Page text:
More good news can be found in the passage of the Uniform Manufactured Housing Act, or UMHA, by the Uniform Law Commission. The UMHA creates a simple and consistent method for owners and buyers who choose to title their manufactured home as real property instead of personal property. In many states today, the process is too onerous or limited to give homeowners a real choice, and UMHA would change that. As personal property, these homes can only be financed with chattel loans; as real property, they may be financed by mortgages. In almost every state, the UMHA would represent an improvement on existing titling law, but each state must introduce and enact the act in order to make freedom of choice a reality for more homeowners. Advocates in several states are considering introducing the UMHA, and Vermont made the first such introduction in February.

So, take heart! There is indeed good news on the mortgage front. First, owners and buyers of manufactured homes may already be able to find an affordable, long-term mortgage (if your home is titled as real property). Some sources you may want to consider include:

Second, more lenders and investors are to be encouraged to initiate or expand their mortgage offerings for manufactured homes on the basis of the data analysis provided in the report, Toward a Sustainable and Responsible Expansion of Affordable Mortgages for Manufactured Homes.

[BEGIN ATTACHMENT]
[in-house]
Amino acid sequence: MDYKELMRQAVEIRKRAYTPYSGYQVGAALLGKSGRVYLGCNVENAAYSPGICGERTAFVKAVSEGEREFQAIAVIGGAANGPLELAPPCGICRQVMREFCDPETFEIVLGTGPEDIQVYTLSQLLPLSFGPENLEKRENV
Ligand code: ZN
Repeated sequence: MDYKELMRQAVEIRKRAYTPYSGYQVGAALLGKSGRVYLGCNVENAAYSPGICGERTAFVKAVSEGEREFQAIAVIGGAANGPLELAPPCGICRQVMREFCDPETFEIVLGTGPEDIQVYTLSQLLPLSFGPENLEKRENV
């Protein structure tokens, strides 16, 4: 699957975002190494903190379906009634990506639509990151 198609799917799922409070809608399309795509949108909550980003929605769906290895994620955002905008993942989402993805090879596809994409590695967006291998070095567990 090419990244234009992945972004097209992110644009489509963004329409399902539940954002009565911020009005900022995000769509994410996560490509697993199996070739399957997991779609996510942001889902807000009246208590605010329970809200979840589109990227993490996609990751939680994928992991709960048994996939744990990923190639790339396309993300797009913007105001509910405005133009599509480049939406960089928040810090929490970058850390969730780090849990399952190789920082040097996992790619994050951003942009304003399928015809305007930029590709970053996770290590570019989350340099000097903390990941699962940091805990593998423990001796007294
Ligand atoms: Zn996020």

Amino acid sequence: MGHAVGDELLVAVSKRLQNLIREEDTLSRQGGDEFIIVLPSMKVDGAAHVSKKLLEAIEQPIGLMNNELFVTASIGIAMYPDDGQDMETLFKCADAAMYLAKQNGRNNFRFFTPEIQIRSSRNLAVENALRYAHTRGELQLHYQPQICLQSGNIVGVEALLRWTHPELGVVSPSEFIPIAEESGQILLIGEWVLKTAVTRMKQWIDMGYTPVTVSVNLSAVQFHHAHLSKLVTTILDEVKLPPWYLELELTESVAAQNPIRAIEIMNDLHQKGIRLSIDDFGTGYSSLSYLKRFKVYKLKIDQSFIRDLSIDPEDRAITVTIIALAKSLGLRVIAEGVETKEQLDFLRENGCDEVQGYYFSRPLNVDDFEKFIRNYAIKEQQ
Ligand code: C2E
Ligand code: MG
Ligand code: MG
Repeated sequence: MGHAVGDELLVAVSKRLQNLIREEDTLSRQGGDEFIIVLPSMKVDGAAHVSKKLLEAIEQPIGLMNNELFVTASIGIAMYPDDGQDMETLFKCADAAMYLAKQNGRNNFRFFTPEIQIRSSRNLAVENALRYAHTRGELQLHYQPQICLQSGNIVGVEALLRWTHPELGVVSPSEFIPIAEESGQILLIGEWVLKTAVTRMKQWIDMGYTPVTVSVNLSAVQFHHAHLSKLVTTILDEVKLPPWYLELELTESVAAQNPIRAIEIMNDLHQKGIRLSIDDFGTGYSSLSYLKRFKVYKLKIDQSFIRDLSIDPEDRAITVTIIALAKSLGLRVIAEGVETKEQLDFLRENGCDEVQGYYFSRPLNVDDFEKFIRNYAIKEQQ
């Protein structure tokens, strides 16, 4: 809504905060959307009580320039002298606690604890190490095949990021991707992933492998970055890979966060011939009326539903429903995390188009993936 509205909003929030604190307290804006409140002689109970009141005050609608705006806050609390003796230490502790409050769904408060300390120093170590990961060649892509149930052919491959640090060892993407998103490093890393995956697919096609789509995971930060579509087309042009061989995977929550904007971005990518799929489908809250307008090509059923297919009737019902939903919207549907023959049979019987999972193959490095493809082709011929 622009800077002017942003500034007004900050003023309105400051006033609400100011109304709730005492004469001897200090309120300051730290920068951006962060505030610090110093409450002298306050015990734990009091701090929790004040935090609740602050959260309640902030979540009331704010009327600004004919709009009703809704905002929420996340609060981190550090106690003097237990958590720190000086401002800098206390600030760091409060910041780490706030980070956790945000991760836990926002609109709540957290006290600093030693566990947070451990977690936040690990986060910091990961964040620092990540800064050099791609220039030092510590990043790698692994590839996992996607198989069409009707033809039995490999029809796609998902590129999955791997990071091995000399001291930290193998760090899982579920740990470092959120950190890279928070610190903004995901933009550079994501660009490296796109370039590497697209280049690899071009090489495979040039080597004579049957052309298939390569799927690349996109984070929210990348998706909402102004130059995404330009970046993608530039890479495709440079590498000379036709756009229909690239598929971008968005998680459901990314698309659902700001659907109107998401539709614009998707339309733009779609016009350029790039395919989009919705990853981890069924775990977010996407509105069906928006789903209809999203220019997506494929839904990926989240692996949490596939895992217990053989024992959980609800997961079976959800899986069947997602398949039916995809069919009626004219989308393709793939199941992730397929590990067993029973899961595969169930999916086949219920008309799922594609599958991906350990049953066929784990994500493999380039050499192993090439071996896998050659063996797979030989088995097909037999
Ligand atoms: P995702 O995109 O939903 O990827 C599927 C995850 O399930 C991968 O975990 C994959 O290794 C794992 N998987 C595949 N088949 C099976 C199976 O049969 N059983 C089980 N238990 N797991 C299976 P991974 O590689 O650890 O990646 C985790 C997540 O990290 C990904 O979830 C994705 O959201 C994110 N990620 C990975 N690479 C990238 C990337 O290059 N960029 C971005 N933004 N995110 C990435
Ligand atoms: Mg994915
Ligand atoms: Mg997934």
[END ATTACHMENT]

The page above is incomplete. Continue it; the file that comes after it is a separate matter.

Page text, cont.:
We hope you will join us in realizing the potential of manufactured homes to play a vital role in establishing a stock of permanently affordable and energy efficient housing in the US.

About the author more »

Andrea Levere has led CFED as its president since 2004, bringing the organization to new heights in its efforts to expand economic opportunity for all Americans. She is responsible for overseeing the design and operation of major initiatives that expand matched savings for children and youth, bring self-employed entrepreneurs into the financial mainstream and turn manufactured housing into an affordable and attractive asset for low- and moderate-income families. Levere has been the driving force behind the significant growth of CFED over the past seven years, which has expanded to a staff of 50 with offices in Washington, DC; Durham, NC; and San Francisco, CA.


Steve Lockwood
26 Mar 13, 12:12 pm

I’m not sure that manufactured homes qualify as “permanently affordable”. Paying a 20 year mortgage on a building that is worn out after 25 years—much shorter than a stick-built home—does not build equity. Additionally, having paid a leasing fee for years, they don’t usually own the land that the home sits on.
Steve Lockwood
Frayser CDC
Memphis, TN

J. Rosie Tighe
1 Apr 13, 12:43 pm

What percentage of mobile homes are financed through chattel loans vs. the much more stable and better-performing loans you discuss here? What kinds of outreach efforts are being made to steer potential mobile home buyers away from chattel loans?

John B.
6 Apr 13, 4:34 pm

I would not be as pessimistic as other two people who commented here. I can see it as an opportunity for people who are struggling under current conditions. It can be wise to move to this type of housing rather than to rent a place that would cost the same, especially for the suburban and rural areas. I have seen some similar projects on paper for Vancouver and Toronto. These two cities are currently fighting against low housing affordability, which has great impact on their development.